Giller Prize Special: The Chat With Eden Robinson

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2017 Giller Prize finalist Eden Robinson is the author of the much-heralded new novel Son of a Trickster, the first in her Trickster trilogy.

Writing in The National Post, Robert Wiersema calls Son of a Trickster “a unique, genuinely surprising novel from one of Canada’s finest writers, a blend of hardscrabble coming-of-age story with mythic fiction at its most powerfully subversive.”
 
Eden Robinson is a novelist and short fiction writer from the Haisla First Nation. Her novel Monkey Beach, which combines contemporary realism with Haisla mysticism, was shortlisted for the Giller Prize and a Governor General’s Literary Award, and received the Ethel Wilson Fiction Prize. She gave the 2010 Henry Kreisel Memorial Lecture, which was published as the memoir The Sasquatch at Home: Traditional Protocols & Modern Storytelling. She lives in Kitamaat, BC.

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THE CHAT WITH EDEN ROBINSON

Trevor Corkum: This is your first novel in a decade, since Blood Sports. How does it feel to have this one out into the world?

Eden Robinson: Nerve-wracking! I was so focused on writing the book, I forgot about the promotional part. It took about ten interviews and readings to get back in the swing of things. I’m happy I have a book running amok in the world though.

And I apologize to the people who sat through those early, awkward moments when I was finding my feet. Thank you. You were all very patient.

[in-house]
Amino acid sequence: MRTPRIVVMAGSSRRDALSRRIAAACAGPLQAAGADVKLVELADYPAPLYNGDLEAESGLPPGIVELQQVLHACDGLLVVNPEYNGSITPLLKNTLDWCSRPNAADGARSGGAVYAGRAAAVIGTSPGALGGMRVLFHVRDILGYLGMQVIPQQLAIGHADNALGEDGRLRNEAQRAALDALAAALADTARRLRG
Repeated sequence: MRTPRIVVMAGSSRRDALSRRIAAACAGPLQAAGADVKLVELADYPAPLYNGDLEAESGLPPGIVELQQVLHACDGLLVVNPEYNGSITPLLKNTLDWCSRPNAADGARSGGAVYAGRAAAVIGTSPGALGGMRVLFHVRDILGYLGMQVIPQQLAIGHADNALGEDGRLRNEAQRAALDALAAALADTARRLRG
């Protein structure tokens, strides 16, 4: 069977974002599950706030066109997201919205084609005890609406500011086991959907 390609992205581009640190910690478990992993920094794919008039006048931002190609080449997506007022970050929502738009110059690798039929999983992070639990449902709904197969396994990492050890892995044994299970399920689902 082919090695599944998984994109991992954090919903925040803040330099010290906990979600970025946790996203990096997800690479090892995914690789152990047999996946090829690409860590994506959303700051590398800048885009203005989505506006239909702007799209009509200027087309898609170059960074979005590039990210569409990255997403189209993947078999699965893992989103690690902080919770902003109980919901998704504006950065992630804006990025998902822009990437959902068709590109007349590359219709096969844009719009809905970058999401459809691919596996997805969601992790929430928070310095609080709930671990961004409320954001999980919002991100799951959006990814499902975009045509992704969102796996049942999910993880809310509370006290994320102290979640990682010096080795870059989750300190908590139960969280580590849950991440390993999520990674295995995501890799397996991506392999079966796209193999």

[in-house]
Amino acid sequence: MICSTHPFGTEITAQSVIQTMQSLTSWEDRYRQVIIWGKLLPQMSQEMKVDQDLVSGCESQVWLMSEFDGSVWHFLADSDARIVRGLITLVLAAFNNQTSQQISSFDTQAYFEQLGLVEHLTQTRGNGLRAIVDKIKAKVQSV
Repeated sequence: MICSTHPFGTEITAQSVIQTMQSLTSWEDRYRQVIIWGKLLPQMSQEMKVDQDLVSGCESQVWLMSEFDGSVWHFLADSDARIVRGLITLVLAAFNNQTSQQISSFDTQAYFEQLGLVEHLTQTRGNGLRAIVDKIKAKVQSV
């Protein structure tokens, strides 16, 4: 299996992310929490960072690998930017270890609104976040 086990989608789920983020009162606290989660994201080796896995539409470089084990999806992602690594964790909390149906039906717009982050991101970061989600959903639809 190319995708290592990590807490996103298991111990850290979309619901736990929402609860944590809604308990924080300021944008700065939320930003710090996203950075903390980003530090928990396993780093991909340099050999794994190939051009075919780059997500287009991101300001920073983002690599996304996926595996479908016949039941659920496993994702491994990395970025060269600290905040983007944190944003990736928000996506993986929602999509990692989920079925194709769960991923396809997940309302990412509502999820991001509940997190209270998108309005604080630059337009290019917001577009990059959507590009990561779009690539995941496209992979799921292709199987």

TC: The novel focuses on Jared, a sixteen-year old Indigenous teen living in northern BC. Jared’s world is full of texting, hanging out with his buds, school life. Jared also has hidden gifts he’s only just beginning to understand. What challenges did you face writing Jared, and what research was involved?

ER: Monkey Beach is a part of the BC curriculum for First Nations English 10/11/12. When it was a FNESC pilot program, I toured in support of it and visited high schools across northern BC. I facilitated a lot of workshops with over 30 students. Since we only had an hour or two to work, I focused on group character creation and world-building. What struck me was that once the kids were on board, they sent their characters on such wild adventures. I really wanted to capture that energy in Son of a Trickster.  

My younger cousins and nieces and nephews have also tried to keep me up to speed on the ever-evolving social media platforms. I still don’t get Snapchat. The filters are fun, but the rest of it makes me feel like I’m trying to learn Russian or quantum physics.

I still don’t get Snapchat. The filters are fun, but the rest of it makes me feel like I’m trying to learn Russian or quantum physics.

TC: One of my favourite characters is Sarah, Jared’s Goth-y, politically active girlfriend. She gets some of the best lines in the book. How did Sarah come alive for you?